Nineteen-year-old Karen Murray collapsed on the Greek island last week complaining of stomach pains. Doctors there claimed equipment and swabs from a previous operation were found in her body.
Alder Hey Hospital in Liverpool, where Ms Murray had major bowel surgery eight years ago, said yesterday that her medical records showed that all the swabs used in the operation were removed, counted and checked.
But the mystery over the death of Ms Murray, from Birkdale, Merseyside, deepened when the hospital disclosed that X-rays taken at another hospital six years later had shown the presence of the strips.
"The X-rays taken in 1996 ... show what appear to be five - probably metal - strips which do not correlate to any surgical equipment or item used in the 1990 surgery," said solicitors for Alder Hey in a statement.
Doctors in Corfu said that a post-mortem examination had found surgical gauze and a number of plastic medical clips in her abdomen. The medical evidence was not returned with her body to Britain earlier this week, the Foreign Office confirmed yesterday. The swabs and other items remained in Corfu despite requests that they should be sent to Britain.
A second post-mortem examination carried out by Dr Edmund Tapp, a Home Office pathologist, failed to establish the cause of death.
A Foreign Office spokesman said: "We are assisting with the examining officer's request for the necessary material to be sent to the UK."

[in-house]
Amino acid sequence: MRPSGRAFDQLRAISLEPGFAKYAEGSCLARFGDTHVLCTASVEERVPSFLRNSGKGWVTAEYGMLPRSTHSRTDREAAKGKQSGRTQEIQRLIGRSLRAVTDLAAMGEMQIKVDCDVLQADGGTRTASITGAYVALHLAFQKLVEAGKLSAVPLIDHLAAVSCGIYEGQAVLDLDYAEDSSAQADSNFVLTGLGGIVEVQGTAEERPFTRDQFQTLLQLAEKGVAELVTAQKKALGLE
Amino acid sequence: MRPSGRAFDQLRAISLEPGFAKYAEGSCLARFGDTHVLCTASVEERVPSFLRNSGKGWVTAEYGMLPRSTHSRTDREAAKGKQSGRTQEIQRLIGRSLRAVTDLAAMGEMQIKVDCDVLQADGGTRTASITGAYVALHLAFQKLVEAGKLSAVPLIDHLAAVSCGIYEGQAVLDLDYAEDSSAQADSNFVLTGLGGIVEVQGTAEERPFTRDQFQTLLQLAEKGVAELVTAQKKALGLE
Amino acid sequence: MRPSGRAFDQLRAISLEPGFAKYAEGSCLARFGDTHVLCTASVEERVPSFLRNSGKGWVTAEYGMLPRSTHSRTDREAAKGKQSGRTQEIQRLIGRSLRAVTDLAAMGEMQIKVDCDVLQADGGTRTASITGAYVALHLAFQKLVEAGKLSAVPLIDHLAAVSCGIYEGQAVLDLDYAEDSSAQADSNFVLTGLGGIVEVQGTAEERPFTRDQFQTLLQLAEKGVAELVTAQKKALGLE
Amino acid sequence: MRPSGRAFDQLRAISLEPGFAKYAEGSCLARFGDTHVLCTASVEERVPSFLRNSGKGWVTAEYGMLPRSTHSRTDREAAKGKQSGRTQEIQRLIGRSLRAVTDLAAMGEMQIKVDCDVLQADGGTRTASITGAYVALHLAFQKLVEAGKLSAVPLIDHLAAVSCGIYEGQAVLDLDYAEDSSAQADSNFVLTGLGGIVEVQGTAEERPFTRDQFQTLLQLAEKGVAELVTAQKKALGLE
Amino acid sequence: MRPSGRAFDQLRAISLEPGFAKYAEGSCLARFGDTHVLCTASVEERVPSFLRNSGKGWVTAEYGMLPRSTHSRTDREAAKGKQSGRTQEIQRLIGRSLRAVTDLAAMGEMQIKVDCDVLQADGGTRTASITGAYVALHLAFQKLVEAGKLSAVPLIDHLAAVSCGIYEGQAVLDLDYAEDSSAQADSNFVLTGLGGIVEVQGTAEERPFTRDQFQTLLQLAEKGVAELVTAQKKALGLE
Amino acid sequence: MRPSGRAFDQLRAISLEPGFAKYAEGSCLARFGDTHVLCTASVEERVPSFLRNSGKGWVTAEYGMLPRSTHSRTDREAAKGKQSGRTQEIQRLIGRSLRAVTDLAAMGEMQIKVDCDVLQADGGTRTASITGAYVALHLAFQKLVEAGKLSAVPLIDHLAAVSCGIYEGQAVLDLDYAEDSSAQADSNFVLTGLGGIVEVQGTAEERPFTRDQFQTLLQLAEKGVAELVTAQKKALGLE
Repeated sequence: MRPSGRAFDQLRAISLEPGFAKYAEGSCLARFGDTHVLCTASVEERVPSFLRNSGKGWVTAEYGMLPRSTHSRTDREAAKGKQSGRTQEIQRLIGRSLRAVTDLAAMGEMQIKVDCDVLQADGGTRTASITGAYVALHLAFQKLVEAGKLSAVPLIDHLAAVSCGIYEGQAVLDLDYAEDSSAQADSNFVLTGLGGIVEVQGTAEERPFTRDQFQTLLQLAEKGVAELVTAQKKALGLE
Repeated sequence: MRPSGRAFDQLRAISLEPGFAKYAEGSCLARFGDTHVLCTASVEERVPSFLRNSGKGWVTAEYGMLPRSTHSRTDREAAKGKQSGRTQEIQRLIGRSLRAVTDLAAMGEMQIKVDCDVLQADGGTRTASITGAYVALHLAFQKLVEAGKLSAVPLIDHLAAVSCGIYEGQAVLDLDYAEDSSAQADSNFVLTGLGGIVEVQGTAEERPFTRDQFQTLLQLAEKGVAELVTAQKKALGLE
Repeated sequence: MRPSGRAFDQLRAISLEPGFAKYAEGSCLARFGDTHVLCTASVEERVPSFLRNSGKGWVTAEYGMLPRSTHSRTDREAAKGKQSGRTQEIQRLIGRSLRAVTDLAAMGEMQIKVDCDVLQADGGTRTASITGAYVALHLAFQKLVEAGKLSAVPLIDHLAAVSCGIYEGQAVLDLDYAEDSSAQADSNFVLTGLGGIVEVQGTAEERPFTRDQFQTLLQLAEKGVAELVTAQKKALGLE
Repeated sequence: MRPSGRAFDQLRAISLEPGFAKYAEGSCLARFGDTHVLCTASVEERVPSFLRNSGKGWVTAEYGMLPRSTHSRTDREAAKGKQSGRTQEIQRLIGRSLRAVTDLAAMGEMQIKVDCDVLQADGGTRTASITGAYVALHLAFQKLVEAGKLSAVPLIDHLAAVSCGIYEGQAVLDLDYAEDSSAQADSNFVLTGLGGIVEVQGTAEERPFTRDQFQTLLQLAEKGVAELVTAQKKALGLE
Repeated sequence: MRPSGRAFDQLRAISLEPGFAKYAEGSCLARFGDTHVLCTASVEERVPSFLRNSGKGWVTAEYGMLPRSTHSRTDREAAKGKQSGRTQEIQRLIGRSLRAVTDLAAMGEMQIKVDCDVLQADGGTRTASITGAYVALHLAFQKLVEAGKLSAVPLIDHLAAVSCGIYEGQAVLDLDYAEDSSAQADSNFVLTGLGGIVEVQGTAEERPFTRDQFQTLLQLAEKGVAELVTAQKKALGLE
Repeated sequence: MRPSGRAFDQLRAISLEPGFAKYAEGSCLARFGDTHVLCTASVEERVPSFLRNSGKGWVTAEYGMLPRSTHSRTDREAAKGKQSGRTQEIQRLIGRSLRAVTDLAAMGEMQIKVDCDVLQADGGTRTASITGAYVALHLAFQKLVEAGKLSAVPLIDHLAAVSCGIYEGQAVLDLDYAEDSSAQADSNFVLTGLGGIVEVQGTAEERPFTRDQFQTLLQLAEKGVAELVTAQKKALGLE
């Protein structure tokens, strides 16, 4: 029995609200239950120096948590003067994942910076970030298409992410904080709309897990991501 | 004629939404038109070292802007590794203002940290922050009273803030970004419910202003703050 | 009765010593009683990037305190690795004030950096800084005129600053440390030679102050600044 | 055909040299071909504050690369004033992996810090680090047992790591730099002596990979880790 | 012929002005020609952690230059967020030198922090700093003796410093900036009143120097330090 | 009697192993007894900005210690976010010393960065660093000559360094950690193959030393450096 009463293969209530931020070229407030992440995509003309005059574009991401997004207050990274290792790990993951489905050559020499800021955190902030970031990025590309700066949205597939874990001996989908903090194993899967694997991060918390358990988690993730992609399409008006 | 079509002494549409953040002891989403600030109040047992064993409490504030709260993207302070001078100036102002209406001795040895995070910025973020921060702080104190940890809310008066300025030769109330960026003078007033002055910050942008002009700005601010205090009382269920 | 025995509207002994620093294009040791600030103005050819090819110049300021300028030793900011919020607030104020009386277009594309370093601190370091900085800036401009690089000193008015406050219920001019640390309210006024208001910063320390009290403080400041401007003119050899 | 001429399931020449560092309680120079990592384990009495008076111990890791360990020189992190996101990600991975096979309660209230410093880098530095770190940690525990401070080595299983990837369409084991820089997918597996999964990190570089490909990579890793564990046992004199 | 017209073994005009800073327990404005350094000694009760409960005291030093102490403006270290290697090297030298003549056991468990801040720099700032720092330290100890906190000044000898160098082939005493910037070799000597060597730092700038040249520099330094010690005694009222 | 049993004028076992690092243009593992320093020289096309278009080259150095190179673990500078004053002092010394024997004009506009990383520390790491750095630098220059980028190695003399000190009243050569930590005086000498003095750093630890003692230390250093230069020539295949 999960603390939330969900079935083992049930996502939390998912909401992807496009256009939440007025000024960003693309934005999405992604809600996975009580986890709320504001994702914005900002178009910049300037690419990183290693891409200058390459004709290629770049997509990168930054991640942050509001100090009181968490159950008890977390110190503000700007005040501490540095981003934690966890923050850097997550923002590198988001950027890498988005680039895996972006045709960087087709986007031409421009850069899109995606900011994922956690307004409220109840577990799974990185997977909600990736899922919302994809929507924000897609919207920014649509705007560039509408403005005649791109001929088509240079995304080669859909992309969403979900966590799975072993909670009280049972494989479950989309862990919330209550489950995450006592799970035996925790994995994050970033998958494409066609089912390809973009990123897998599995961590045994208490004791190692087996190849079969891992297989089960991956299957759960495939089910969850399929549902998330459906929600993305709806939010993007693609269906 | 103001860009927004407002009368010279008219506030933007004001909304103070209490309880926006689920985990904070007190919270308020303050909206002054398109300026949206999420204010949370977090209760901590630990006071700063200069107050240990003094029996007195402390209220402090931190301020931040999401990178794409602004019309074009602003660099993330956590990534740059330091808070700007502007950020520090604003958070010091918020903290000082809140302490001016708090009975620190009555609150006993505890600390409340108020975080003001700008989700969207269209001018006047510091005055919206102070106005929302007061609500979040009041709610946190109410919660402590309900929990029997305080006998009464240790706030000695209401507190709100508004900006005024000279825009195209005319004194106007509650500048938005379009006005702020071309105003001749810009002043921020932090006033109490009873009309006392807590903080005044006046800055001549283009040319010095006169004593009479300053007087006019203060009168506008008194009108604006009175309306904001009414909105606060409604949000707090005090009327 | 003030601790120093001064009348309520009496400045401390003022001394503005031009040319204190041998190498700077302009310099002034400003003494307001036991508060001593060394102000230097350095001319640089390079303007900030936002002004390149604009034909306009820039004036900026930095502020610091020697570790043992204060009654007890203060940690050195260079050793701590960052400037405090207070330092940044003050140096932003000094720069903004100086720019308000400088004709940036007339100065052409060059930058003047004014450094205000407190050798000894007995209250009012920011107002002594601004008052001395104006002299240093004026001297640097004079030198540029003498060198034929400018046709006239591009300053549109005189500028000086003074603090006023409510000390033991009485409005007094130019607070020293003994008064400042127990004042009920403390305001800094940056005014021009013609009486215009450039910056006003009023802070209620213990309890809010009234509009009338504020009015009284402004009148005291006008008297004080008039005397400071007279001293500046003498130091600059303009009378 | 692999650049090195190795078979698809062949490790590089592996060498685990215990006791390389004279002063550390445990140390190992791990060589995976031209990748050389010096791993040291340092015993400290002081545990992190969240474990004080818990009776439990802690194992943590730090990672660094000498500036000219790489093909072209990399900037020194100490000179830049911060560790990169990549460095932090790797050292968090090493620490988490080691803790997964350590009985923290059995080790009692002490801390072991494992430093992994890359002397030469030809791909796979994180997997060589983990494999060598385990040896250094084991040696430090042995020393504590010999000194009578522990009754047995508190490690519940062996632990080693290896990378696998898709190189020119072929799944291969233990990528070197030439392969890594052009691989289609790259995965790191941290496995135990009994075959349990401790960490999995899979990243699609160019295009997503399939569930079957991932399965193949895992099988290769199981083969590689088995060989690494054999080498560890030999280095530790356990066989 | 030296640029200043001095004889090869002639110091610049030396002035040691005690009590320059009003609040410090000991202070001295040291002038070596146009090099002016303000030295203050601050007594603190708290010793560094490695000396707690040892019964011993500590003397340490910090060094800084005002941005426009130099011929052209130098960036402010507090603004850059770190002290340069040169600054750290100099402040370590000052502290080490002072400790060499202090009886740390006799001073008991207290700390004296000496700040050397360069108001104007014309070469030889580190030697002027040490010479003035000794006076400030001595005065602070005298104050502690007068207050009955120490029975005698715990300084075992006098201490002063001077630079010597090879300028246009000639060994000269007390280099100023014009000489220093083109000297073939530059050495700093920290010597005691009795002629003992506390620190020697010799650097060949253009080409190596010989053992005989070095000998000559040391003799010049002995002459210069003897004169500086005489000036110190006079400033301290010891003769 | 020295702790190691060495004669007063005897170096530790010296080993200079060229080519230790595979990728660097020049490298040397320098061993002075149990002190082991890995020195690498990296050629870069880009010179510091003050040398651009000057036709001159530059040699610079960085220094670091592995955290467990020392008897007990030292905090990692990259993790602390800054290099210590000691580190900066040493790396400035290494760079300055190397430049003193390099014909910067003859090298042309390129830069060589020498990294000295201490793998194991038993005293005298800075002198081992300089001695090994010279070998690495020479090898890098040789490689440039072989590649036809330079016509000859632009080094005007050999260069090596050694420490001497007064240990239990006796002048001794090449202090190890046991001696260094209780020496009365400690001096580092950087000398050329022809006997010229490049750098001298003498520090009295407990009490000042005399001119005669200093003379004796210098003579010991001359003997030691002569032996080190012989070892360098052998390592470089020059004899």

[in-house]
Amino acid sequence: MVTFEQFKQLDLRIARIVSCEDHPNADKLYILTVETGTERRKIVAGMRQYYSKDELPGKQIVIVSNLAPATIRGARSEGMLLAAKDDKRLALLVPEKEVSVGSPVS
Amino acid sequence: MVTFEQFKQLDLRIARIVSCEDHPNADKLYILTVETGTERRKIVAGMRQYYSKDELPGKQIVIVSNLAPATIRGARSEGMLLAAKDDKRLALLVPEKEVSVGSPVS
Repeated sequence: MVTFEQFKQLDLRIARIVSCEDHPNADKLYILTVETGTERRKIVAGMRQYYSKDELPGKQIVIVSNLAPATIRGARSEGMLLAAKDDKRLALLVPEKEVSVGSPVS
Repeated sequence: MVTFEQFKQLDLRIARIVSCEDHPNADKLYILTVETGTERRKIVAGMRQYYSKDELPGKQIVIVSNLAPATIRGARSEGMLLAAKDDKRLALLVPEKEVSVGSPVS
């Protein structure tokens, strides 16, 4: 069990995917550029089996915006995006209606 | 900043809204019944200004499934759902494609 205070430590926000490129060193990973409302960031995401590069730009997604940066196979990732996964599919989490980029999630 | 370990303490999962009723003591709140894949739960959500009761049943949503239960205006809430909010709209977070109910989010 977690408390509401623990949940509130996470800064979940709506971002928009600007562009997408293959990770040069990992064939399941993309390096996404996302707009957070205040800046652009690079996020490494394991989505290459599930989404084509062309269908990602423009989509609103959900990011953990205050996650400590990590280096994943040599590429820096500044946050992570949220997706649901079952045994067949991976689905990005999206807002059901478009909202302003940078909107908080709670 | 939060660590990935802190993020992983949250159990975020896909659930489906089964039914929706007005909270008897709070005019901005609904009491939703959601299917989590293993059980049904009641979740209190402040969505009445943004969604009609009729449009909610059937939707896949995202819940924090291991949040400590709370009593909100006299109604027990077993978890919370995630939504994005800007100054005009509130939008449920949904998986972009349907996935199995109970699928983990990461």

Alder Hey Hospital, which operated on Ms Murray when she was 12-years- old, said it had reviewed her medical records after concerns from lawyers acting for her family.
"Those records establish that on 6 December 1990, Karen underwent major bowel surgery. During that procedure a number of swabs were used.
"The medical records show that all the swabs were removed and counted and checked before the surgery was finished. The operation was a complete success," said the hospital's solicitors.
They said that the X-rays taken later at Southport and Formby District and General Hospital had shown no evidence of any swab in Ms Murray's abdomen. All surgical swabs had threads that were designed to show up on X-ray film, the hospital said.
The Southport coroner yesterday opened and adjourned an inquest into Ms Murray's death.Reuse content